The other, related thing that struck me, was how vital it is for creatives to meet up with other creatives.
And as a lifelong introvert with extremely flakey creative self-confidence, that was quite a realisation. But it’s true, finding your tribe, discovering people who think like you, understand you and know what you’re feeling, is massively liberating.
For years I was just too shy about my stitching to show it to anyone, but once I did, and once I then found an artistic community to be part of, everything changed and I was eventually able to start being me.
For a great many of the people we talk to in the gallery who've stopped making art, it was because they had no one to encourage them. They weren’t taken seriously, or they just didn’t have the support network of people around them who understood them, or didn’t know anyone who could help point them in the right direction to progress.
It takes courage to express yourself and very few of us are strong enough to stand up against the crowd alone without support, without having creative friends on-side to cheer you on.
ways to help...
Taking the first steps to finding other creatives doesn’t have to be as daunting as walking into a gallery might sound. These days there are lots of ways to find people to support and encourage you.
Perhaps the softest way is by searching online for people doing the same or similar creative things. Facebook, Instagram and Twitter are full of arty types and a bit of browsing will bring you to people you feel comfortable with. And then of course there are the bloggers… (hello!).
For me, this online community is one of the greatest joys of modern life. To be able to see the work of other artists around the globe is simply marvellous. To be able to have real time conversations with them is something that never ceases to amaze and delight me. I guess that having been born in the pre-internet world this connection will always be truly wonderful in my eyes.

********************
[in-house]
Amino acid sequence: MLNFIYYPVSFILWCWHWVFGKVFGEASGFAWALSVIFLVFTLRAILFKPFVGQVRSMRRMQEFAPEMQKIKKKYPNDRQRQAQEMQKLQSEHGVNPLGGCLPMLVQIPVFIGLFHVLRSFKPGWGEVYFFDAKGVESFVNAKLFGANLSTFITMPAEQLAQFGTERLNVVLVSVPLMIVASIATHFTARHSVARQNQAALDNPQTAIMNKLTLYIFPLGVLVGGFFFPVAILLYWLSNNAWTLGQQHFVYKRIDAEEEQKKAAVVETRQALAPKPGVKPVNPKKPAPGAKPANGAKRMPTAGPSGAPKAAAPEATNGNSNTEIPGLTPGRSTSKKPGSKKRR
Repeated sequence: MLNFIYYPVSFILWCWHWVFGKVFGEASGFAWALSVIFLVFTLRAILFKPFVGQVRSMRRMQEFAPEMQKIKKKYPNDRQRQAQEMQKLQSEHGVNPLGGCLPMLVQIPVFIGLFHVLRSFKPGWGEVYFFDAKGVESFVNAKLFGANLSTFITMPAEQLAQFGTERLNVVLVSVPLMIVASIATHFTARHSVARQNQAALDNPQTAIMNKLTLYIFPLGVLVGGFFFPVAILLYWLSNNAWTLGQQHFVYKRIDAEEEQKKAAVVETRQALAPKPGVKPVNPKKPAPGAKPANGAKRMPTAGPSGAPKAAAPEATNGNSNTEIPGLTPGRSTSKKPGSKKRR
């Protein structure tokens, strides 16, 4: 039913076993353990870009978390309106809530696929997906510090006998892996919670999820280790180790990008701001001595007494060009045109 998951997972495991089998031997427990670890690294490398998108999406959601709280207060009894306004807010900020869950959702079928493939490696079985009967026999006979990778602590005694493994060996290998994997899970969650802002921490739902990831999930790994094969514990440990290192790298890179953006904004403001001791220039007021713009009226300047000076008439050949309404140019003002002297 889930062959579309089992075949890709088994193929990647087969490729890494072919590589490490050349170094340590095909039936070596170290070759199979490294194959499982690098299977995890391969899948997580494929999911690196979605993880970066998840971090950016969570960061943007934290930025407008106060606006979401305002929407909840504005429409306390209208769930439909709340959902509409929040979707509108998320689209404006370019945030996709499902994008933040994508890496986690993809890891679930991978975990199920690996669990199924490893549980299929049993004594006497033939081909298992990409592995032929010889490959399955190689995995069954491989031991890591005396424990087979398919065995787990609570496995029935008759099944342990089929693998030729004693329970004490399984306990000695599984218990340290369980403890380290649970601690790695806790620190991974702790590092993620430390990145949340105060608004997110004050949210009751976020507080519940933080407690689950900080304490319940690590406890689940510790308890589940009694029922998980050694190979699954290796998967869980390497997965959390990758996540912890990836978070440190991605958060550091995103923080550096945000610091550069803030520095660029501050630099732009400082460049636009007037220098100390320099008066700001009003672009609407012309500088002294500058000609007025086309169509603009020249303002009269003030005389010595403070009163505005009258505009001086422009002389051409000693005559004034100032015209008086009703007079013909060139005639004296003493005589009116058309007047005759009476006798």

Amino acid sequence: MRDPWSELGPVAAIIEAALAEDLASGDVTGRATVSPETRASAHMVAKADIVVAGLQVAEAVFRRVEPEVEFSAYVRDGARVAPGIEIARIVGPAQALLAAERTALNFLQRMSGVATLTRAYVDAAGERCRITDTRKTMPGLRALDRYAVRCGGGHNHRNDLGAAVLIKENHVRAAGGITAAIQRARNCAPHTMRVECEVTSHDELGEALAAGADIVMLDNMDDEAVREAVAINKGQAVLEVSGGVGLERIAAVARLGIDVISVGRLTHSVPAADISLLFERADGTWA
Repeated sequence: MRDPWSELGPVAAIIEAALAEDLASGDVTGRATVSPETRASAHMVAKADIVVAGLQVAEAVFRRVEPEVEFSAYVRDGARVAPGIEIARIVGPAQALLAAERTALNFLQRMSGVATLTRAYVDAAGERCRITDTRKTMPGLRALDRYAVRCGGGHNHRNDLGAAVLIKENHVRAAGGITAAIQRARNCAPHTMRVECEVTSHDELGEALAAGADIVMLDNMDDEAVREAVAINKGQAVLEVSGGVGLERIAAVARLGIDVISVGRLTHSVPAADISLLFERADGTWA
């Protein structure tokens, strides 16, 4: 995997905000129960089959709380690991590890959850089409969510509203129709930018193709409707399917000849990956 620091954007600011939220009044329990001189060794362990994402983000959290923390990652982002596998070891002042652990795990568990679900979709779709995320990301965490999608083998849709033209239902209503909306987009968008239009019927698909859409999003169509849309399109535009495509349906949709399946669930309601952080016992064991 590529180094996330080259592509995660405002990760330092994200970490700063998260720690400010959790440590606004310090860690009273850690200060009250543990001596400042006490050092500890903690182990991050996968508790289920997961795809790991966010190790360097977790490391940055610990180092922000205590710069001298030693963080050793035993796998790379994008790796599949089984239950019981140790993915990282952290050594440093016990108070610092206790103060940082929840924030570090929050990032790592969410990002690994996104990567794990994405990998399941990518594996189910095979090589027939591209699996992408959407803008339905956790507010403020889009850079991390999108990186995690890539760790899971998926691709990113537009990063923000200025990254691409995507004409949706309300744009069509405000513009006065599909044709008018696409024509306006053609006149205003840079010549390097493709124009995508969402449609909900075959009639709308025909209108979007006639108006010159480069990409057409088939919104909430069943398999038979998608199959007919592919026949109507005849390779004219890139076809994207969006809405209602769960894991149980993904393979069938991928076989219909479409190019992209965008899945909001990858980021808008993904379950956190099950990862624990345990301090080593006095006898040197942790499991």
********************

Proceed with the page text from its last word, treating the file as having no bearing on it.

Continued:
But wonderful though online connection is, having flesh and blood contacts and being part of a ‘real life’ community of arty people is equally valuable - perhaps more so.
Here you do have to be a tiny bit braver and raise your head above the parapet, but there are friendly people out there ready and waiting to welcome you. Whether it’s a knitting and nattering club, an embroiderers’ guild, a painting club, life-drawing group, local artists’ network, one-off workshops, quilting circles or whatever, if you look, you’ll find them. And the joy of finding your own tribe is indescribable.
Your creative community gives you friendship, encouragement, inspiration, advice, technical assistance, reassurance and feedback and the occasional kick up the proverbial. And what’s more, you give the same back to the group.
So, if by any chance you're someone who's been suppressing your creativity, I hope you’ll be brave and take a few steps to get back into practice. If you’re feeling all alone in the creative world, please don’t, wave at the people doing things you like the look of and I’m sure they’ll respond. And if they don't, shout louder!
And for those of us already happily ensconced in our own creative community, let's remember to keep a lookout for other people who would like to join in, maybe they're a little shy to ask, but we know there’s plenty of room for everyone and in the end we all benefit.